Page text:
"I’m a filmmaker, so I always think: When is the breaking point? Sometimes you’ve got to go beyond the breaking point, and then you catch it. When is long enough? It’s one of those things you have to look at, walk away, and go home and find out what it is." - Steve McQueen
Three of my all time favorite movies.
Steve McQueen is a brilliant director.
……even if he is a tad pompous and prickly
So, I work in education, and while I’m in my first certified position right now, I’ve been involved in a wide range of school districts over the past decade, since graduating from a public high school (in 2004 in a DRG H), and it’s been fascinating to see the extreme differences between schools and districts that are geographically very close to one another. Connecticut is interesting in public education because we have the widest achievement gap in the United States, measured by standardized test scores and high school graduation rates. Connecticut doesn’t make the list of Top 5 and Bottom 5 states in education, but if you took the top 80% of districts in CT, we’d be in first place, and if you took the bottom 80% of districts in CT, we’d be in last place.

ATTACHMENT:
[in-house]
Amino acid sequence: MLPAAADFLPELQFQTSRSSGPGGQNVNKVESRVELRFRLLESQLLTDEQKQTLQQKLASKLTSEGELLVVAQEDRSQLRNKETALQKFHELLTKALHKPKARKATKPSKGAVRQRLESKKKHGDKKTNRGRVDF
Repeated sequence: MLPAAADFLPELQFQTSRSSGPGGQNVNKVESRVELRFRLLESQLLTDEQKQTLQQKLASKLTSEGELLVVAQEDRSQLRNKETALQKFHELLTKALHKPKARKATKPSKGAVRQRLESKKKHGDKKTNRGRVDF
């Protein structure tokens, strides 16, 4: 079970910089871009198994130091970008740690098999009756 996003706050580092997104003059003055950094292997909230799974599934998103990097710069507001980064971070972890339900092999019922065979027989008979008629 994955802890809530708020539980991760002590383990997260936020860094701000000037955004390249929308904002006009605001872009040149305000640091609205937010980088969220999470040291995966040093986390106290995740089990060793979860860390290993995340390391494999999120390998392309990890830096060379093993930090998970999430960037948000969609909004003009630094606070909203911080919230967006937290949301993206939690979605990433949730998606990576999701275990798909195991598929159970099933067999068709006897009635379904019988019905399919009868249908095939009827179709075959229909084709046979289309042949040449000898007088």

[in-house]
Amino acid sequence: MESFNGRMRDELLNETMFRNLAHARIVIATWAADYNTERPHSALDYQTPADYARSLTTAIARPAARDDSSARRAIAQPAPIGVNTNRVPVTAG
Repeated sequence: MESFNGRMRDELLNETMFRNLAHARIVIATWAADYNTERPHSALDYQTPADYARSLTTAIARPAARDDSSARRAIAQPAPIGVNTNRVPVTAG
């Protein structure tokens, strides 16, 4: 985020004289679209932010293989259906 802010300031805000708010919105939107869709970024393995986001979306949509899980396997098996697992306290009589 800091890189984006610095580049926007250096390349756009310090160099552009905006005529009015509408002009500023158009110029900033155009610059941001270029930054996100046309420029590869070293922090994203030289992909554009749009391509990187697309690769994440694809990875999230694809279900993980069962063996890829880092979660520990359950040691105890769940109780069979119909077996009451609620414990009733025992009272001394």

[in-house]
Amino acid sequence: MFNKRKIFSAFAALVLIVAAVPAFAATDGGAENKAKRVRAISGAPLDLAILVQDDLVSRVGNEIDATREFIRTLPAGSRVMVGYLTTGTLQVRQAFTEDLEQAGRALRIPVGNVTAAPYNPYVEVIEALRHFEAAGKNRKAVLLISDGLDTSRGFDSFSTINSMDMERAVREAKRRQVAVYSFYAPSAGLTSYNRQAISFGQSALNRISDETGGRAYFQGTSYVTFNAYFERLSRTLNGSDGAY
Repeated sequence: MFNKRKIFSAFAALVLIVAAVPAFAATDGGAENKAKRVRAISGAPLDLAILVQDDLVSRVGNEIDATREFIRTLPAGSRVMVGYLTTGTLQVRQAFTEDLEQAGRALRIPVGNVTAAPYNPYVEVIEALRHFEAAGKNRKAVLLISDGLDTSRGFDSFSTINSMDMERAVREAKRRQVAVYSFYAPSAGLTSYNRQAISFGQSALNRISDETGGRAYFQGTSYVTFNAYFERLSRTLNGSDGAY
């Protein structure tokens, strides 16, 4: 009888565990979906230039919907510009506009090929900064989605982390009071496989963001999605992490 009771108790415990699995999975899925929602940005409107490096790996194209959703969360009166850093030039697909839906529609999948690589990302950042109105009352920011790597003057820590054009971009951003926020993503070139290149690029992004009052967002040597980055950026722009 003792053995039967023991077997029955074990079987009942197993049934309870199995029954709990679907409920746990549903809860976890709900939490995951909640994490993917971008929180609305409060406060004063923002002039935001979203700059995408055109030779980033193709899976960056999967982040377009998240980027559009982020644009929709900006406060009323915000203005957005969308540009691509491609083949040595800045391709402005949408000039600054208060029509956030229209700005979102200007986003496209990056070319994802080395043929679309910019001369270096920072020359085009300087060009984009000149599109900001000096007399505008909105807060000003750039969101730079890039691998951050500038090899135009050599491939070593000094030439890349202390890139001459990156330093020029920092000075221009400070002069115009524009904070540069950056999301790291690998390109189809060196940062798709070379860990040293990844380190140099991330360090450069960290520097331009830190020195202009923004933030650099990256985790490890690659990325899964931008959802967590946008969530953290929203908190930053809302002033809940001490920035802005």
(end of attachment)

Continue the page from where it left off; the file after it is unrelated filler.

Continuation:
CT’s school districts are divided up into 9 District Reference Groups (DRGs) lettered A through I. The groups are determined by things like access to resources, median income, amount spent on education per pupil, graduation rates, test scores, et cetera. DRG A is essentially made up of communities with more millionaire than non-millionaire families, and DRG I is made up of families with whose students are close to 100% below the poverty line. One of the reasons Connecticut has such a high achievement gap is because our schools are funded almost entirely from local municipal taxes, rather than by County or Connecticut Associaition of Boards of Education (CABE) Area.
See if you can fine a DRG I or DRG H that is IMMEDIATELY next to or surrounded by DRGs A and/or B.